Tributes to Nelson Mandela on his passing are saying that "the world has lost a great man." And in this age of mediocrity, Mandela appears to have taken the patent with him. Mandela's death is a reminder of how, after 300 years of conquest and bullying, South Africa was given the rainbow and the pot of gold. But after Mandela left office in 1999, the gold was pillaged and the rainbow sold.
Part of me wonders if the dementia of Mandela's final years wasn't grief at watching the nation he loved and the family he adored become venal, corrupt, and shallow. As dementia took hold and, with it, restrictions on who could visit him, his family cashed in with clothing lines, a wine label, art, and a reality television show.
Crowds swelled at the house he donated to the people of Soweto, but which his second wife Winnie Madikizela Mandela turned into a profitable private museum. Today, his beloved South Africa is a nation of shopping centers and searingly violent crime: a rape every 26 seconds, an average of 49 murders a day, the last two police commissioners jailed for racketeering.
The gap between rich and poor is worse than during apartheid. Education standards have collapsed.
During 27 years in jail, Mandela's life was predictable; the only ripples were those he chose to make—for example, his approaches to the apartheid government to discuss a peaceful resolution to decades of legally entrenched racism and minority rule.
Once outside prison, he confessed on more than one occasion that he missed the peace of prison, where he had time to think through things carefully. He treasured the times he went to game lodges, where he would shed city clothes for his comfortable old prison clothes and spend time in reflection.
While fighting apartheid there was always hope, always dreams of a noble new future waiting to be born, but democracy brought a litany of disappointment.
For the new elite that was created, and the old that remained, freedom was not about social justice—Mandela's dream and that of his fellow prisoners—it was about large homes, big cars, designer clothes, and often the exploitation of those who worked for them.
Mandela's grandson Zondwa, for example, faced criminal charges with President Jacob Zuma's nephew Khulubuse Zuma after numerous scandals around their ownership of the Aurora gold mine, including not paying the 530 mineworkers for a year. The workers, most of them migrants from neighboring countries, were often forced at gunpoint to mine gold, and some were shot dead; all relied on food from churches to survive.
In 2005, and again in 2010, Mandela, in the presence of his lawyers, told his eldest daughters Makaziwe and Zenani to refrain from interfering in his financial affairs.
But as he lay gravely ill in May 2013, his daughters brought legal action to try and oust the directors of his financial trusts, including two of his oldest friends and his personal lawyer. This after trustees declined their requests for more than the substantial amounts they already were receiving.
And so Mandela found that while prison shielded him from certain pains, and robbed him of the warmth of a loving family, democracy and new wealth brought greed and disharmony. He thought often of a book he read shortly before his release and recommended to others—Barbara Tuchman's The March of Folly.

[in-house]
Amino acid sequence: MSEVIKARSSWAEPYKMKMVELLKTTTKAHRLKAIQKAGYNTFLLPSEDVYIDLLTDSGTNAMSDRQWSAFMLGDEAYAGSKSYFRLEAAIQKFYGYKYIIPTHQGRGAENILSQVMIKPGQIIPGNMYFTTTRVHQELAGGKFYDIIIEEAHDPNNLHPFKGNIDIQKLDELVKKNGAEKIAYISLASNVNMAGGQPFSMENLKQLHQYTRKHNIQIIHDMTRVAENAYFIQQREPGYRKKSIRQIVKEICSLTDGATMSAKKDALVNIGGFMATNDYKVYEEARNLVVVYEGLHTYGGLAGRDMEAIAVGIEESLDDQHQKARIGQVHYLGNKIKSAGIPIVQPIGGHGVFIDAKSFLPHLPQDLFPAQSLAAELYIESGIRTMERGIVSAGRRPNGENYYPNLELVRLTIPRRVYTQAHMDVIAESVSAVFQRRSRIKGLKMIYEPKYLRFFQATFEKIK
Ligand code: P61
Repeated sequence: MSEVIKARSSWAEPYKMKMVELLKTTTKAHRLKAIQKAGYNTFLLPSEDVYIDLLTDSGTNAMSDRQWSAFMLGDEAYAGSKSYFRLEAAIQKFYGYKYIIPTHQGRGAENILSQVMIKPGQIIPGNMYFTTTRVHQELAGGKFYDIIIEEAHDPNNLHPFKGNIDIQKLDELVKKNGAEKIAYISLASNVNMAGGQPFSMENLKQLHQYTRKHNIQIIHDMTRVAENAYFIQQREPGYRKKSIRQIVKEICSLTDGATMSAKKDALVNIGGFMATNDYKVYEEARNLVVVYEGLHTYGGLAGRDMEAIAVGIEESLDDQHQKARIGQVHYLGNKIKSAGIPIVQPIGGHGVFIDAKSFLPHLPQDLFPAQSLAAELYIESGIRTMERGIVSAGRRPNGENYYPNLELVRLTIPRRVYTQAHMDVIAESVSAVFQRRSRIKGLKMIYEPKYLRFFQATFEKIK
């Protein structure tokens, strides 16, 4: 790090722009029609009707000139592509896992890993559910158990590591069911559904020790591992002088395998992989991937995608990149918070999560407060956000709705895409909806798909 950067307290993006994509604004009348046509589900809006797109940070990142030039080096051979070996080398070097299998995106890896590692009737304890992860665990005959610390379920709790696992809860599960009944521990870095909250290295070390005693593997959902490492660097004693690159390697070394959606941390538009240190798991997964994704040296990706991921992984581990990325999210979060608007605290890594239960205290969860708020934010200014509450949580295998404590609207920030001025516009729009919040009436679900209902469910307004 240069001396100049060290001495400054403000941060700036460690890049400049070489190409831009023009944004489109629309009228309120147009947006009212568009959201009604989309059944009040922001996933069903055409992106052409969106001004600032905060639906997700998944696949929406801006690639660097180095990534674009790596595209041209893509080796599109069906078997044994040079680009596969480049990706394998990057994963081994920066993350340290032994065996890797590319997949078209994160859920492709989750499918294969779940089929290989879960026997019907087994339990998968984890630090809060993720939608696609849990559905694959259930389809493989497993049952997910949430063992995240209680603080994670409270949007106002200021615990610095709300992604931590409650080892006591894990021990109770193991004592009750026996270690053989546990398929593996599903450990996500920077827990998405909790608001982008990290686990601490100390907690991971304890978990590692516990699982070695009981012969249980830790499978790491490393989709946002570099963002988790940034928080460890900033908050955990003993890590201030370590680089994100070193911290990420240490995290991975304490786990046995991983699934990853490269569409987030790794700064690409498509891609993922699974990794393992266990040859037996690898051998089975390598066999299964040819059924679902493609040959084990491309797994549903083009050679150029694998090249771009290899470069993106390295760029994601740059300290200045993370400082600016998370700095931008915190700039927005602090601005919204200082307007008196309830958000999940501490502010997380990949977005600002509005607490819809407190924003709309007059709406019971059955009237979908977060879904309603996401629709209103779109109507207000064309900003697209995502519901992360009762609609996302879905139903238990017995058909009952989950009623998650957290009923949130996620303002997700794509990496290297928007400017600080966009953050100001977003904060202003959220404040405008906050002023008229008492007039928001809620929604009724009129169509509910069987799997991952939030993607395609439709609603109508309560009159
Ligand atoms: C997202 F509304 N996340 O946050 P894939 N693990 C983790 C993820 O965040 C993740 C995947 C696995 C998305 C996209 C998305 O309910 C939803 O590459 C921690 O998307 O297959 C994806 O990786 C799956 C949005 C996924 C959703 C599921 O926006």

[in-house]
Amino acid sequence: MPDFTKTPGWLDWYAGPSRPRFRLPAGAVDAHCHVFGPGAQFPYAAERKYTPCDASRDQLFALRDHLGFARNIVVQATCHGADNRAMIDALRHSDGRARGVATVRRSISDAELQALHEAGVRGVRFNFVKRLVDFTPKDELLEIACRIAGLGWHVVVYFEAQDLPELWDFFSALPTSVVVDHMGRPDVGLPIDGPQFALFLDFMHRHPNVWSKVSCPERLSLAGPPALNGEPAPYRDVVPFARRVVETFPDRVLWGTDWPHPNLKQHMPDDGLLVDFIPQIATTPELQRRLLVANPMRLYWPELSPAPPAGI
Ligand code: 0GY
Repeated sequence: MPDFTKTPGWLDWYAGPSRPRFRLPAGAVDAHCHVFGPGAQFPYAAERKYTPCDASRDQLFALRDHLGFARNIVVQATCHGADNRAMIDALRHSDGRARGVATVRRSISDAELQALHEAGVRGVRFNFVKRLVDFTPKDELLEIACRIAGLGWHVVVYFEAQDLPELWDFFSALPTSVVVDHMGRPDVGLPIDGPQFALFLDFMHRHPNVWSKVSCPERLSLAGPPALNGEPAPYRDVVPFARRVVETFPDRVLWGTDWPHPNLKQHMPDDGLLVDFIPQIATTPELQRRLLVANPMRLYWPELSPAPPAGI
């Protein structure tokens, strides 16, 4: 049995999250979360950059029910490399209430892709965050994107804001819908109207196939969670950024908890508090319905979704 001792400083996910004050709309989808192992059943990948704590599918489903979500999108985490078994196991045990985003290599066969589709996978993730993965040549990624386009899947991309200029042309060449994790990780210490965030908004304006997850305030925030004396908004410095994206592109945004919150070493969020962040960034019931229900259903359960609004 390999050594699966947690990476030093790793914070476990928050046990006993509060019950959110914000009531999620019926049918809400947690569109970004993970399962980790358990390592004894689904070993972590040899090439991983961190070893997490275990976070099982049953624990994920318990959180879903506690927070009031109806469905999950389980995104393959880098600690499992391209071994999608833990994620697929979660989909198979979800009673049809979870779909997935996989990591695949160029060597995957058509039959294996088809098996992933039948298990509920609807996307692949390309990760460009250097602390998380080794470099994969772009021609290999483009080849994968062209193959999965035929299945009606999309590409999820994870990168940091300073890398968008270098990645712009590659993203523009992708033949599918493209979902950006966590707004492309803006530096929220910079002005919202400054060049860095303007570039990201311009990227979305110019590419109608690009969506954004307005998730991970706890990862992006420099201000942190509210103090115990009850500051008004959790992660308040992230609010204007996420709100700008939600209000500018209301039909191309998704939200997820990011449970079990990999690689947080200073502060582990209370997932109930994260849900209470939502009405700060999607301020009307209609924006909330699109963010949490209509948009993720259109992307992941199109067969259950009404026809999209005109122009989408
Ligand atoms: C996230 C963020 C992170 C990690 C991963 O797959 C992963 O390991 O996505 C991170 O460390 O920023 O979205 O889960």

"Folly is a child of power … Power corrupts [and] the power to command frequently causes failure to think," Tuchman wrote. "A duty is to keep well-informed … and to resist the insidious spell of wooden-headedness."
Mandela succeeded, but his successors failed to keep the hard-won gains of democracy. Mandela disliked his successor, Thabo Mbeki, an AIDS denialist who refused to distribute life-extending drugs in the nation with the highest rate of HIV infection in the world. Because of that, according to a Harvard University estimate, some 365,000 people died needlessly, including Mandela's son, Makgatho. The death gave Mandela a new reason for activism with his beloved friend, former U.S. President Bill Clinton.
He hoped that South Africa's current president, Jacob Zuma, a man who had received only four years of schooling before he was sent as a political prisoner to Robben Island, would have the common touch that Mbeki lacked. But Zuma, the ANC's former head of intelligence, does little to reduce poverty and is remarkably wealthy for someone on a politician's salary.
Go Well, Mandiba
South Africans will mourn loudly. Yet they did not love Mandela enough to honor his legacy: social justice, careful listening, the integrity to risk popularity, and the humility to apologize when wrong.
We'll mourn his warmth. We'll weep when we replay videos of the only politician in the world who would dance, anywhere, for no reason other than joy in life and liberty.
Mandela set us free, but we forgot that with freedom comes responsibility. June 26 was the 59th anniversary of the Freedom Charter, the document underpinning the liberation struggle. "South Africa belongs to all who live in it, black and white..." the charter begins. It ends by saying: "These freedoms we will fight for, side by side, until we have won our liberty."
Perhaps Mandela spoke to us even as he left: Nations belong to all who live in them; divisions are man-created and always disruptive; and liberty requires peaceful warriors for democracy, because freedom untended is always at risk of slipping away.
Hamba Kahle Madiba. Qhawe la ma Qhawe! (Go well, Madiba, hero among heroes!)
Editor's note: Charlene Smith is an authorized biographer of Nelson Mandela and writer of Mandela: In Celebration of a Great Life. A South African-born political journalist, she now lives in Cambridge, Massachusetts.